I'm not naive enough to think that internal racism has been eradicated... I know there are plenty of people who give the outward appearance of being culturally inclusive while "feeling" inside -- consciously or unconsciously -- that their lighter skin tone somehow makes them superior. But I also know enough to know that the vast majority of the population, at least in the public service domain, at least knows better than to express their racism openly. It's simply not acceptable; we've agreed to that as a culture. One simply is not racist in the Canadian public domain -- at least towards people of colour.
Oh how I long for the days when we can say the same about homophobia. Think what you like in your heart (that's a whole other battle), but know that one simply doesn't make homophobic remarks or say things that could be offensive to a full 10% of the population; it just simply isn't publically acceptable.
We're not there yet.
But then, the civil rights movement wasn't a 50m sprint!
If our black brothers and sisters can achieve equal rights, at least in theory, and increasingly in practice, then so can we.
I am reading, listening and learning.
Happy Black History Month, my sisters and brothers -- thank you for sharing your experience with us so that we can grow and learn from your struggles and be richer for having been exposed to your culture!
A colleague forwarded this to me after our most recent school climate meeting, at which another colleague was talking about the importance of language. We are considering using it as part of a series of media and character ed lessons as we prepare for Day of Pink in April.
Having just read of Leelah's suicide, I feel compelled to write a short note to anyone out there who is transgender or gay, lesbian, bisexual, queer or questioning and who may have been told by so-called "Christians" that there is something wrong with you, please know, there isn't!
The tragedy of this story is that instead of remorse, the victim's parents are apparently in denial, having initially posted about their child's "accidental" death on Facebook, claiming their son was out for a walk when he was hit by a truck. (In fact, Leelah chose to walk on a highway at night, apparently 2 a.m. or thereabouts, when it was dark out, and she could easily be struck by the big truck that she walked in front of. She also posted a suicide note to her tumblr account, to be published after her death. It's reblogged here, in case her account is deleted, which it surely will be once her family gets hold of things.)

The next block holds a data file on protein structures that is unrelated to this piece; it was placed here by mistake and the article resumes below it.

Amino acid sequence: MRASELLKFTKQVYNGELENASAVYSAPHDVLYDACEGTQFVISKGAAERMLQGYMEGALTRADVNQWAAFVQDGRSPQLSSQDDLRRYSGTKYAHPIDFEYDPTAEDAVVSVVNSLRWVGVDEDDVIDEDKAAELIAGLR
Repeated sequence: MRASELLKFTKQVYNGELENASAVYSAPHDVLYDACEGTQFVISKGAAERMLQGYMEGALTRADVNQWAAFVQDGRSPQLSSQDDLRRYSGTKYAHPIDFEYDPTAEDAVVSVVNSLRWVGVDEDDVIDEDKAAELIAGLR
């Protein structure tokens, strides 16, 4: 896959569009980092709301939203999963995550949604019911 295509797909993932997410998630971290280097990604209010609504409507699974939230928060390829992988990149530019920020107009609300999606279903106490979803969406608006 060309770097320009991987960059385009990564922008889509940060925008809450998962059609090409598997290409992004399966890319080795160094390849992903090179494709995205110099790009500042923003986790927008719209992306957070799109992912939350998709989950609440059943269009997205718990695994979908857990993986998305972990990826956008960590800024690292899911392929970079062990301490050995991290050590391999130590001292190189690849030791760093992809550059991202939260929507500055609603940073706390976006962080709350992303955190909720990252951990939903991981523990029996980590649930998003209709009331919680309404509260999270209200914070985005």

The situation this family has created for itself is worse than awful, and while many are retaliating in anger, no one can truly understand the complexity of their pain. However, the purpose of this post is not to offer them comfort, but rather, to comfort those who may be suffering in the same way Leelah suffered before she chose to end her life, as this was, after all, her dying wish.
If you are an LGBTQ Christian who is oppressed by his/her church, please know there are many brothers and sisters out there who know God's love is for you, too! Don't let narrow-minded Christians who are missing a few key pieces of the faith let you lose yours!
Please don't give up; go get help.
It does get better!!!!
After writing for several teacher and multiple birth publications, including ETFO's Voice Magazine, Multiple Moments, and the Bulletwin, Vera turned her written attention to prolific blogging for some years, including BiB, "Learn to Fly with Vera!" and SMARTbansho . Homeschooling 4 was her travel blog in Argentina. She now spends more time on her Instagram (@schalgzeug_usw) than her blog (pictures are worth a thousand words?!) Contact Vera by clicking the photo above.
The views expressed on this blog are the views of the author, and do not necessarily represent the perspectives of her family members or the position of her employer on the the issues she blogs about. These posts are intended to share resources, document family life, and encourage critical thought on a variety of subjects. They are not intended to cause harm to any individual or member of any group. By reading this blog and viewing this site, you agree to not hold Vera liable for any harm done by views expressed in this blog.